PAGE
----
3.  I was told the lower elevation protects you from sunburn.  Wear sunscreen anyway.  Trust me.

4.  Do NOT shave for 3 or 4 days before you enter the water.  Do you remember that scene from Home Alone?  Yes, it hurts that much (see rule 2).

5. There is an art to entering the Dead Sea gracefully.  Walk into the water, turn around and sit down.  Imagine you are sitting on a swim noodle when you sit down…same process, just without the noodle. Enjoy!  Bring a book or newspaper for posing your “Look! I’m floating in the Dead Sea” photos.

6. When you try to go from place A to B, use your hands as rudders.  Steer. Flipping over on your stomach and trying to “swim” to shore is inefficient and ineffective.  You essentially end up looking like a demented sea horse, rocking back and forth in one place and getting absolutely nowhere.  I know this because I tried.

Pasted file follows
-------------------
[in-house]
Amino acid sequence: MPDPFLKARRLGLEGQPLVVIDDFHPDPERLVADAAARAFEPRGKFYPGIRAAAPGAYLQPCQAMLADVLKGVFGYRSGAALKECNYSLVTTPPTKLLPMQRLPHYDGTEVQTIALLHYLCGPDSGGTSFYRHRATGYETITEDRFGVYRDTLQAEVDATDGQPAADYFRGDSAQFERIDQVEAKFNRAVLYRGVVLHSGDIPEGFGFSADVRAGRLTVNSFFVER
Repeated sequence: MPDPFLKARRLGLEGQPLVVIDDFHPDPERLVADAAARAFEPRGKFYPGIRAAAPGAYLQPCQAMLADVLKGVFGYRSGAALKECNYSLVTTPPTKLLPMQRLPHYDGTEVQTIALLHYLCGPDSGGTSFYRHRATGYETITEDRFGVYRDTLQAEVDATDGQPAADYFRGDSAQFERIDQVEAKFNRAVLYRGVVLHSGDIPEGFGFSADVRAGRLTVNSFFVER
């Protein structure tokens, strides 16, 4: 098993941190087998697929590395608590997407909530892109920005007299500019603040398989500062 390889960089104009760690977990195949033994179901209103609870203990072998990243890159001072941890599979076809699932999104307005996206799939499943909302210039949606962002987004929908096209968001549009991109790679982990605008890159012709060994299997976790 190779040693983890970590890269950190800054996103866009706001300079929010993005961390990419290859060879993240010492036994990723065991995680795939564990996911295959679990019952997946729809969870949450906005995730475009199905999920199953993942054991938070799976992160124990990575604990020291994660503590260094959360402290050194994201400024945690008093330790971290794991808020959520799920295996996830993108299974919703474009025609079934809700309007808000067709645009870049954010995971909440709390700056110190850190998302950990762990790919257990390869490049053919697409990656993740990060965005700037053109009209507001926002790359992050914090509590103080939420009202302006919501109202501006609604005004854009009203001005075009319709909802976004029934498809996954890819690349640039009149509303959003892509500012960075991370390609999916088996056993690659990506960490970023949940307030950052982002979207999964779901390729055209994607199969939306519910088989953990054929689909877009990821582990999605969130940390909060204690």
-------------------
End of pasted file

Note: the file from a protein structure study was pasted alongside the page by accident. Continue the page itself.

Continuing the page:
7.  Refrain from splashing water on your face or into your eyes.  It hurts.  The lifeguards often keep eyewashes just for this purpose.

8.  Don’t drink the water.

9.  The mud feels fabulous and is great for the skin.  Try it!  Try it multiple times.  It is best to try multiple, short “sessions” in the Dead Sea…interspersed with trips to the showers and pools.

10.  Enjoy the view.

Let me know if you have any questions or suggestions!

Black Tea and Desert Sand

I have to be honest. I am not a desert person. I’m more of a mountain, beach or someplace-where-things-grow person. My bad attitude stems from a US cross country road trip and a stop to admire the desert in Arizona. Everyone talked about the beauty of the sand, the colors in the rocks and the starkness of the landscape. I was extremely underwhelmed (sorry Arizona..I wanted to love it, I really did) and I mentally ticked off all deserts as being not-for-me.

Wadi Rum  photo by Guillaume Baviere

Wadi Rum photo by Guillaume Baviere